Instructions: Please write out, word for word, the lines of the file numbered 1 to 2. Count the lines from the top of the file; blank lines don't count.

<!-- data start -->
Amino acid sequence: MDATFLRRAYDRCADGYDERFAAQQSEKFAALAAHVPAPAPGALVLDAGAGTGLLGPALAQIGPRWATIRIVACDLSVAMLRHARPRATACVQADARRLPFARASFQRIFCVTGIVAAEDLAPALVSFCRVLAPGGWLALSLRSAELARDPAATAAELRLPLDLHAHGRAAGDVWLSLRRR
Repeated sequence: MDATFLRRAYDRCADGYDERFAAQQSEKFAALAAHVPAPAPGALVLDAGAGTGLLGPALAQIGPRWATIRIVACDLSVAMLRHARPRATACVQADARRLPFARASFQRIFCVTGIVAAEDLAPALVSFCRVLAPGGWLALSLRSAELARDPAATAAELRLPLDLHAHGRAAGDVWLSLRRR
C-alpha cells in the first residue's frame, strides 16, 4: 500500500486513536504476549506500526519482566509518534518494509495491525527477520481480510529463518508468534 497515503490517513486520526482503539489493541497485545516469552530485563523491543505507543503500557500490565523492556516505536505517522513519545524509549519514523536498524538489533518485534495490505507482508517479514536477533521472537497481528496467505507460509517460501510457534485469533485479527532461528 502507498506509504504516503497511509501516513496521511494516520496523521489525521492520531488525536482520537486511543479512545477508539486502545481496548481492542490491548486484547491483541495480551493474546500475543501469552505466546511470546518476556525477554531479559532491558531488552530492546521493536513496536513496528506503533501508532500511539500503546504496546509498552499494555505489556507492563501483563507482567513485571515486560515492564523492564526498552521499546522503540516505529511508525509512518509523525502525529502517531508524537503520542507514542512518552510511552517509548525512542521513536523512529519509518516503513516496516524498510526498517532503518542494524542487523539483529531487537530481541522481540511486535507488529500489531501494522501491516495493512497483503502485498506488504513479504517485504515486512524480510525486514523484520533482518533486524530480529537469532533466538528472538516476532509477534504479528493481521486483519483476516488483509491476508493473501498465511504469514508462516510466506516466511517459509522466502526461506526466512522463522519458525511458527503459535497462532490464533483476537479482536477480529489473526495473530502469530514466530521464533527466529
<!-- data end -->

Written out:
Amino acid sequence: MDATFLRRAYDRCADGYDERFAAQQSEKFAALAAHVPAPAPGALVLDAGAGTGLLGPALAQIGPRWATIRIVACDLSVAMLRHARPRATACVQADARRLPFARASFQRIFCVTGIVAAEDLAPALVSFCRVLAPGGWLALSLRSAELARDPAATAAELRLPLDLHAHGRAAGDVWLSLRRR
Repeated sequence: MDATFLRRAYDRCADGYDERFAAQQSEKFAALAAHVPAPAPGALVLDAGAGTGLLGPALAQIGPRWATIRIVACDLSVAMLRHARPRATACVQADARRLPFARASFQRIFCVTGIVAAEDLAPALVSFCRVLAPGGWLALSLRSAELARDPAATAAELRLPLDLHAHGRAAGDVWLSLRRR